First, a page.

By Greg Hernandez
The staff of the Los Angeles LGBT Center’s bustling pharmacy has been stretched especially thin in recent weeks with the unprecedented spike in COVID-19 cases in Southern California fueled by the Omicron variant.
On National Pharmacist Day (January 12), an occasion that recognizes and honors all pharmacists across the nation, Director of Pharmacy Services Nicole Thibeau wants to make clear that the pharmacy’s approximately 60 employees remain focused on the health and well-being of customers.
“They are driven by the mission of the Center and by helping the really vulnerable patients—that’s what’s getting them through right now,” Thibeau shares. “But they are definitely tired!”
Located on the first floor of the McDonald/Wright Building in Hollywood, the pharmacy filled more than 200,000 prescriptions last year for about 5,500 individual clients. It was also quick to obtain hundreds of doses of the Moderna vaccine to administer to Center employees and clients.
Pharmacy services include private consultations with staff members who can answer questions about medications, especially HIV-drug regimens and side effects.
“Here at the Center, all of our pharmacists are certified experts in HIV as well as very highly culturally competent in terms of caring for the LGBT community, so our clients are going to have a different experience when they come to our pharmacy,” Thibeau explains. “We understand that a patient’s gender identity may not match their external appearance and know how to do all the billing around hormones and HIV treatments. People aren’t going to feel excluded or judged by coming here in a way that you might—intentionally or unintentionally—when you seek medical care elsewhere.”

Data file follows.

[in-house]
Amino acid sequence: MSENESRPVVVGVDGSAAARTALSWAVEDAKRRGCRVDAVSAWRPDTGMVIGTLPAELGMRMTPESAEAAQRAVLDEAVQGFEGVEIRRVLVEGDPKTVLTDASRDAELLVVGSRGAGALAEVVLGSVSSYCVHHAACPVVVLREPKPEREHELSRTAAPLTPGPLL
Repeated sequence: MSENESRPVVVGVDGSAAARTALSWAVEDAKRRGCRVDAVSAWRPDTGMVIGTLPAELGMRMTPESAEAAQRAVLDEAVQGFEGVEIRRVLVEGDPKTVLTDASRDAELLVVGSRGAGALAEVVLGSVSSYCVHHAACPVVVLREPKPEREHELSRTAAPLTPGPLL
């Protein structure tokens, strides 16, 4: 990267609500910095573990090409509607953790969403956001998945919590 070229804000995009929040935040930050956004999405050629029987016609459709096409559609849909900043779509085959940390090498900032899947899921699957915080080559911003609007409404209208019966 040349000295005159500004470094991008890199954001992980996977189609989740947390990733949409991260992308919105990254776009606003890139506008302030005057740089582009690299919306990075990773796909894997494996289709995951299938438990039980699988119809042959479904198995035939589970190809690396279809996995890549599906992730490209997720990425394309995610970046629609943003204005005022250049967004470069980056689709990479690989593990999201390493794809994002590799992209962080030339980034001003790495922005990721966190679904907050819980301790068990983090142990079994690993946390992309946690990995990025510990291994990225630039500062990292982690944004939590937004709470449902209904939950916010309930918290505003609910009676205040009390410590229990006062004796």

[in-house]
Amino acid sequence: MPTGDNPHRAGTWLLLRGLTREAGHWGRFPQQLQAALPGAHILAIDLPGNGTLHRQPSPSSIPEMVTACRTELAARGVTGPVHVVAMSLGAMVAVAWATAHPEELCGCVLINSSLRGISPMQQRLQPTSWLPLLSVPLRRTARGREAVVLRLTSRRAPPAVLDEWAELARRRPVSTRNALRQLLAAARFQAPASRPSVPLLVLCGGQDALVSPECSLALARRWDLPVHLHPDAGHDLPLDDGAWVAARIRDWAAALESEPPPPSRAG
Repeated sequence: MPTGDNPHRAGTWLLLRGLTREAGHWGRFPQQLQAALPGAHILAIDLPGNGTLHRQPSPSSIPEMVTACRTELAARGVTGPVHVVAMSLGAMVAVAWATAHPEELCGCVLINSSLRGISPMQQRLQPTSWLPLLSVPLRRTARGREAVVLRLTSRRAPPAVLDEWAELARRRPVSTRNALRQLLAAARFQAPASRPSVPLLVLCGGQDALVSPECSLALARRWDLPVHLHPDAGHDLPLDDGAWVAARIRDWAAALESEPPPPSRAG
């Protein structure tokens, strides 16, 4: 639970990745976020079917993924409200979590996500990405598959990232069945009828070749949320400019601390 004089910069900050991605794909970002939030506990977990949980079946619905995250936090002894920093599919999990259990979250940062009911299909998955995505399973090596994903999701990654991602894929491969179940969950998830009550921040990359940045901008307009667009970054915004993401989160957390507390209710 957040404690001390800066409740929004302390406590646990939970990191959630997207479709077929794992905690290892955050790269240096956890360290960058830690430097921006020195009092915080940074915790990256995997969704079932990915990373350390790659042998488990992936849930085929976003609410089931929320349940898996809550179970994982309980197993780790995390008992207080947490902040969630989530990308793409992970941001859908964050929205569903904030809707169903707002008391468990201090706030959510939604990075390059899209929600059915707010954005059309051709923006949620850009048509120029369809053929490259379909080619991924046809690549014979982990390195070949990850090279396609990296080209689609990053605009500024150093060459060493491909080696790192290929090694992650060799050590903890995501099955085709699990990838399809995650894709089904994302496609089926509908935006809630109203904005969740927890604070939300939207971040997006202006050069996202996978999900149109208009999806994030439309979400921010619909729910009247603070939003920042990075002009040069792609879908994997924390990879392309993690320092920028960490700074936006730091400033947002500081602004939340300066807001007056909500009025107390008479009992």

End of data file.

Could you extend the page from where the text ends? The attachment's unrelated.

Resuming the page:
For Center clients, the pharmacy staff is able to work closely with physicians, nurses, nutritionists, case managers, and mental health providers to help achieve health care goals.
“Your pharmacist tends to be the health professional that you the most access to—you’re going to see them more frequently and you can just call them,” Thibeau points out. “Your pharmacist is the medication expert more than any other type of medical professional. Lean into that, use them for that.”
The hard-working staff has been hit hard in recent weeks with illness which has led to the pharmacy temporarily shortening its hours each weekday. It is currently closing at 6 p.m.
“What we’re going through is very universal at the moment,” Thibeau explains. “Everybody here wants to take care of you and they want to give you the best possible service. It’s just about having a little bit of patience and understanding what the situation is at pharmacies right now.”
The pharmacy is open to the general public and accepts Medi-Cal, AIDS Drug Assistance Program, and most private insurance plans.